Blood of Flowers : coming-of-age tale about Iranian village girl moving to the city, making rugs, mistakes, and a niche for herself. Pacing was slow in parts, the off-shoot stories were cute, the main character not very likeable, and the narrator had a very bland voice. A lot of “girl power in face of societal oppression” type thing. Grade: B-

The Thirteenth Tale: a story about twins, family loss, storytelling, and literature (of the Jane Eyre variety), with a subtle mystery thrown in. Something that I wanted to read again after I finished, just to enjoy the nuances and catch the ah-hahs. The two main characters are: Margaret, the bookish biographer, and Vida Winter, a sharp woman, a novelist telling her final story–hers. Or is it? One of those good books that is good but not in-your-face about it. The narrators did awesome voices. A little too much twin-angst on Margaret’s part. Grade: A

The Curious Incident of the Dog at Night-time: Props to showing autistic teenagers as complex, intelligent people. I liked the relatively consistent narrative voice. I guess the characters that interact with the main character are about as well developed as you can with such a limited first person…? I really wish I could have known more about the dad, but I guess that omission is what it takes to keep the power of the first person. The narrator also managed an awesome British-Indian accent. Grade: A

Midnight in the Garden of Good and Evil: The characters of Savannah as well as Savannah itself are well-portrayed. Felt like the book should be called “Collection of stories on the people of Savannah”, as there was little plot or anything else connecting the disparate characters. If I weren’t listening to it, I would have skipped around in the book to read all about The Lady Chablis. And then repeat for Jim Williams. Narrator had awesome voice for Jim Williams, Chablis, and the voodoo lady. Grade: B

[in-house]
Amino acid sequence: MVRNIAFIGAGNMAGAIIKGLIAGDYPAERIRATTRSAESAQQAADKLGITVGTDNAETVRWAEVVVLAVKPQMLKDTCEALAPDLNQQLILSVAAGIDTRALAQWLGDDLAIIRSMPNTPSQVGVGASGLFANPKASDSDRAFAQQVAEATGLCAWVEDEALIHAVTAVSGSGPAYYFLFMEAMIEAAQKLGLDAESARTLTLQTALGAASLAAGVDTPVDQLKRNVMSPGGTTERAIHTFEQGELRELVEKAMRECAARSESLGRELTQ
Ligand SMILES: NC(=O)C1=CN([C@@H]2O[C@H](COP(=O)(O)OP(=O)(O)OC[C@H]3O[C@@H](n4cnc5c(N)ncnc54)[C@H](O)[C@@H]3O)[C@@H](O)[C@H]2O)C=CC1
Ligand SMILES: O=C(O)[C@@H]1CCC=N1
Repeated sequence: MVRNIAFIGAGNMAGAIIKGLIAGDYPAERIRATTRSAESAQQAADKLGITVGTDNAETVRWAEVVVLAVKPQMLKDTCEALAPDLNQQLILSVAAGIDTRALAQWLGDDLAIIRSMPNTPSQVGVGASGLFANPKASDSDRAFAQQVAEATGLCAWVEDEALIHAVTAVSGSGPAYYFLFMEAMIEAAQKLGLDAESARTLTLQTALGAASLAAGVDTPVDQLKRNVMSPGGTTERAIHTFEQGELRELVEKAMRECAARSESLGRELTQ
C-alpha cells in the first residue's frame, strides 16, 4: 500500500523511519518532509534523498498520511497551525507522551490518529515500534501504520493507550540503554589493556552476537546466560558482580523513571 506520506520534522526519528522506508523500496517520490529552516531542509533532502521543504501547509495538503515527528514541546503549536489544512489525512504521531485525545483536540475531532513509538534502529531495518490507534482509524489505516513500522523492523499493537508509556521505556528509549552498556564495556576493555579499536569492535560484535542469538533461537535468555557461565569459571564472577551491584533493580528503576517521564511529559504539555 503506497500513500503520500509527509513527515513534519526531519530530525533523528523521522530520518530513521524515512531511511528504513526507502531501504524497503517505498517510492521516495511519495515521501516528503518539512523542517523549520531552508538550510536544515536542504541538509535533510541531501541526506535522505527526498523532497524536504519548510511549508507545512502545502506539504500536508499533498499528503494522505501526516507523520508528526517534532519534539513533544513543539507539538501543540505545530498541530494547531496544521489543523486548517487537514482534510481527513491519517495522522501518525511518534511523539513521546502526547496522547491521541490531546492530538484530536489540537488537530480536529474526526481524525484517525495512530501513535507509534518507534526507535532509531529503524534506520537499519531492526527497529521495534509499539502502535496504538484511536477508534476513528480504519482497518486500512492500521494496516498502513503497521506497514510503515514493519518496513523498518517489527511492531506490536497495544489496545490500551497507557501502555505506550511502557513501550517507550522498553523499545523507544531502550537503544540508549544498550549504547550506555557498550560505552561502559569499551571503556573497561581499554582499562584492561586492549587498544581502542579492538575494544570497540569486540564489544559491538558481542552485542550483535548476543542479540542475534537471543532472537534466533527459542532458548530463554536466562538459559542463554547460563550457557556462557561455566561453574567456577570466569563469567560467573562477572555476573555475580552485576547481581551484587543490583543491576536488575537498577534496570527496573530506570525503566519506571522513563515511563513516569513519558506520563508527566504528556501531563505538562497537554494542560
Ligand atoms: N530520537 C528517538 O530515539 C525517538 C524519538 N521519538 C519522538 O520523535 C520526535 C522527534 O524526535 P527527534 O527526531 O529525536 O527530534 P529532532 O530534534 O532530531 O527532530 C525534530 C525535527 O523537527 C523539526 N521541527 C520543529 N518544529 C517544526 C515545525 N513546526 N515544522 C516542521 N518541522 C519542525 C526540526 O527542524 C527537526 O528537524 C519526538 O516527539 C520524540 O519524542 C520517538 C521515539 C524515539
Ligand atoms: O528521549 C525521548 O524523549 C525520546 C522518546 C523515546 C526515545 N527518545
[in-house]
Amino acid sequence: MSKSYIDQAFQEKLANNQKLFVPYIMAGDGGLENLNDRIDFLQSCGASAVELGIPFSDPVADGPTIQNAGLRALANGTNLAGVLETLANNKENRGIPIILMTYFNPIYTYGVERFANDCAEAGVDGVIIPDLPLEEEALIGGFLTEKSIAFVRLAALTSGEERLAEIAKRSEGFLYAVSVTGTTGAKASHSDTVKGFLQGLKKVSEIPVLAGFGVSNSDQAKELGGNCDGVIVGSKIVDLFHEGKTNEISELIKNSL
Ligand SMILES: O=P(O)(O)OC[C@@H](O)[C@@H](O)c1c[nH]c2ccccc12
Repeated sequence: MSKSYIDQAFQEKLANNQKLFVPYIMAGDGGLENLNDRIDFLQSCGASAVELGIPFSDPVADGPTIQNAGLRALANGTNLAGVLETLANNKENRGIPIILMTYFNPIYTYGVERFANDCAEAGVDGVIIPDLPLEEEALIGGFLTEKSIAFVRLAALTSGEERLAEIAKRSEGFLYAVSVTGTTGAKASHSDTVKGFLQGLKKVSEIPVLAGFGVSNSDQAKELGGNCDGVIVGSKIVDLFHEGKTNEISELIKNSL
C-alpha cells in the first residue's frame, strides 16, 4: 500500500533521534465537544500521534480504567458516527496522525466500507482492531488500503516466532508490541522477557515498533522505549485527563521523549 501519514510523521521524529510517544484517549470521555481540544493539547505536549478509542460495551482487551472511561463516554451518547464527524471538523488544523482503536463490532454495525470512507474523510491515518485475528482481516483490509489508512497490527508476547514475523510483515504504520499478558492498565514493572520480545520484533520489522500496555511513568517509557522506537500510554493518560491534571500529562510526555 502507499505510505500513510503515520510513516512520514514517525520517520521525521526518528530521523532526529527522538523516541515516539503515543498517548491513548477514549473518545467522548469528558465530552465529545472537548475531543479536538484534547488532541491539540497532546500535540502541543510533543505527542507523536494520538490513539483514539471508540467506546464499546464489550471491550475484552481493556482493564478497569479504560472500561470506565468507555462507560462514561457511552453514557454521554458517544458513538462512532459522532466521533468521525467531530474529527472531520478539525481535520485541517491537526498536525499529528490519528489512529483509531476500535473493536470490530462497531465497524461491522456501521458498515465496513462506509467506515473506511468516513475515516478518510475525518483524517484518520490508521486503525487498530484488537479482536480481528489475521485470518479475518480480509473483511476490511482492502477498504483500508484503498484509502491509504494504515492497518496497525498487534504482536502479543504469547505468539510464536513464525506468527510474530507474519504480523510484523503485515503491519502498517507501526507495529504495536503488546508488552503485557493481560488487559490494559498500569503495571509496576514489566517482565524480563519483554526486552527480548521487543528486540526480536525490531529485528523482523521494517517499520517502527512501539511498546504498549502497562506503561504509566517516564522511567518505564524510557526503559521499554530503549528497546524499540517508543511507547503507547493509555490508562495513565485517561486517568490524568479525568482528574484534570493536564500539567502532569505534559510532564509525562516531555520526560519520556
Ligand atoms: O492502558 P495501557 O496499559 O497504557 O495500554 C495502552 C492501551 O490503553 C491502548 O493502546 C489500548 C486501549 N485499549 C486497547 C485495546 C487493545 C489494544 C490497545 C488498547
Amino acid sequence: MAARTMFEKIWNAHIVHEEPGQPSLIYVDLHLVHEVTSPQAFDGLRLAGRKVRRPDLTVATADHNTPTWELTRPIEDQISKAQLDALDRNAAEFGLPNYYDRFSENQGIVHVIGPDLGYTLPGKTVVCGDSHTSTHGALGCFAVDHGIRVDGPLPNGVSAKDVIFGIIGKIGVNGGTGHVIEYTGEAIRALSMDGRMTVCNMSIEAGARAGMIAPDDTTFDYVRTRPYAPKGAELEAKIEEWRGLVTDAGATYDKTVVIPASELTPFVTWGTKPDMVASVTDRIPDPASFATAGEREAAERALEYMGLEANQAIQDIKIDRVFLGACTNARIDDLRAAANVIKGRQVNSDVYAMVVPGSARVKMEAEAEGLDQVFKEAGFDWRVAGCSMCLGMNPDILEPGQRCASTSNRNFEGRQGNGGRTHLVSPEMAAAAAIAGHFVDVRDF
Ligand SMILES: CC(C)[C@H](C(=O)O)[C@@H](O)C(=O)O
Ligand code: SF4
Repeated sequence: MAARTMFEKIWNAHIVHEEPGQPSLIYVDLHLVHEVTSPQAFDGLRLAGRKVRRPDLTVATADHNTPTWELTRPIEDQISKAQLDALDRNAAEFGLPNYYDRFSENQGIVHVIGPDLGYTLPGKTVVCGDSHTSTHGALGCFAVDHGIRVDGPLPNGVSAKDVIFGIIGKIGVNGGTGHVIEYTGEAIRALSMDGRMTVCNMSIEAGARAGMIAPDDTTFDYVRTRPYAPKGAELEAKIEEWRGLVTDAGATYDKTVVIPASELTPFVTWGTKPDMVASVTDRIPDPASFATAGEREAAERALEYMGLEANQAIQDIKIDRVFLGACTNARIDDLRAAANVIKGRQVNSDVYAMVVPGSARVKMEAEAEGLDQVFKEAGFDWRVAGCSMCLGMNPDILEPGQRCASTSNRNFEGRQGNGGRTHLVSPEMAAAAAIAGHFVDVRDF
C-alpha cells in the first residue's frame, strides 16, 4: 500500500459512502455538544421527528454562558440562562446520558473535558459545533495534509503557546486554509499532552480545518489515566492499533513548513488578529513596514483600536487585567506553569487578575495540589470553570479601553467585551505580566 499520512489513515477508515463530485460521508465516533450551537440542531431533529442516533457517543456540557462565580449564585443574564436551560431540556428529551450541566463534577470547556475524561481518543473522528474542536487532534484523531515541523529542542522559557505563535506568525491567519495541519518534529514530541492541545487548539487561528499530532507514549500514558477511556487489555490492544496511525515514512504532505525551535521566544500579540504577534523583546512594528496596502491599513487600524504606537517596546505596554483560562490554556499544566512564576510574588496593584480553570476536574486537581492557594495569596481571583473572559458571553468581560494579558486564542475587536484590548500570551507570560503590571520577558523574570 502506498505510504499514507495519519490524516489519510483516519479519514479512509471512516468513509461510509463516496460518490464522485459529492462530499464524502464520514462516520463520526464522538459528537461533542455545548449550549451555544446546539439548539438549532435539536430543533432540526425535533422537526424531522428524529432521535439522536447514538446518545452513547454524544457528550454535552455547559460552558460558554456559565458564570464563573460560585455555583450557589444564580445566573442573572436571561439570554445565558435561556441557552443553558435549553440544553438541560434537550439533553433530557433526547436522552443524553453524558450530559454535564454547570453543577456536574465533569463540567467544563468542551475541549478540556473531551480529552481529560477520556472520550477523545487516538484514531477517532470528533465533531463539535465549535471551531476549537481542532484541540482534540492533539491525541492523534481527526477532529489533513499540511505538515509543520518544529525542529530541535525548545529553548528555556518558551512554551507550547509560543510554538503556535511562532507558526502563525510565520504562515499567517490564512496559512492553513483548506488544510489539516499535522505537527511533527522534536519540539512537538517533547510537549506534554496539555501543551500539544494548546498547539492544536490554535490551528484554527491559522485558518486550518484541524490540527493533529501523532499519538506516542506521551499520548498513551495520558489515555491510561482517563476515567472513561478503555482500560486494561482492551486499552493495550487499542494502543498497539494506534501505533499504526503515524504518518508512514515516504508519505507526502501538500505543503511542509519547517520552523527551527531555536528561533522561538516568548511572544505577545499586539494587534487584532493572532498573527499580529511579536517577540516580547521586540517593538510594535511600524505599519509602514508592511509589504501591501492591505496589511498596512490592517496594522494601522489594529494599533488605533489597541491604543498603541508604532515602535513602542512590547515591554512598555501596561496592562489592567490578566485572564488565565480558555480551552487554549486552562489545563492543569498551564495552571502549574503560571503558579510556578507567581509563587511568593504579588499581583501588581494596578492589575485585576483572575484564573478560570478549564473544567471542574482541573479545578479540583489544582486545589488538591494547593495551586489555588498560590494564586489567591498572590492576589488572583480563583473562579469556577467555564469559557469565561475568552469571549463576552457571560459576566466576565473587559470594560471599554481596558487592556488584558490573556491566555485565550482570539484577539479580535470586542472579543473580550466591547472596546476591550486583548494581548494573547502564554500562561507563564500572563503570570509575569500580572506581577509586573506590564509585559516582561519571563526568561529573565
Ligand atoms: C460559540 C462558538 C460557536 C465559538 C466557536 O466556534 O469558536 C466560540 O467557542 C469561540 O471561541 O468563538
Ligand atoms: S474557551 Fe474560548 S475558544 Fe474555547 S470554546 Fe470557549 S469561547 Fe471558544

The Book of Salt: A promising first 3 chapters on the political history of salt in China, Egypt and the ancient Celts quickly devolve into a recipe book for salted things in Europe. Okay, it’s not that bad, but its Euro-centrism was frustrating when it hit the “let’s explain the importance of salt in EVERY SINGLE EUROPEAN COUNTRY.” Granted, we stopped after “Chapter 9 – Poland”, or whatever it was called. And the Rome chapter and the Italy City-States chapters were kinda interesting. But I want more about the Middle East! Africa! Americas! Long recipes cannot be skipped in audiobook. Grade: B-

The Dante Club: Mystery set in 1860s England where the murdered subjects died in full Inferno glory, and a literary club consisting of Longfellow, Holmes, Lowell, etc, try to solve the murder. There’s also Harvard politics and nice little details about Boston in that time period. The deaths are full of Dante-an gruesomeness, but some of the author-wibbling can get quite tiring. We got to SF before we finished, but I read the spoilers on wikipedia and it sounds pretty decent. Pacing and scene jumps can be…. odd. Narrator is decent. Grade: B+

Hey! 6 books, 7 cities, 8 national parks, and 19 states! That’s not half bad for 4 weeks.

June 23, 2008

Road Trip thus far

Filed under: USA — admin @ 10:26 pm

It has been 8 days! In order to be brief, I will only describe 1 location and 1 thought/memory for each day. Photos to follow (hopefully tomorrow?) when I get myself a USB cord.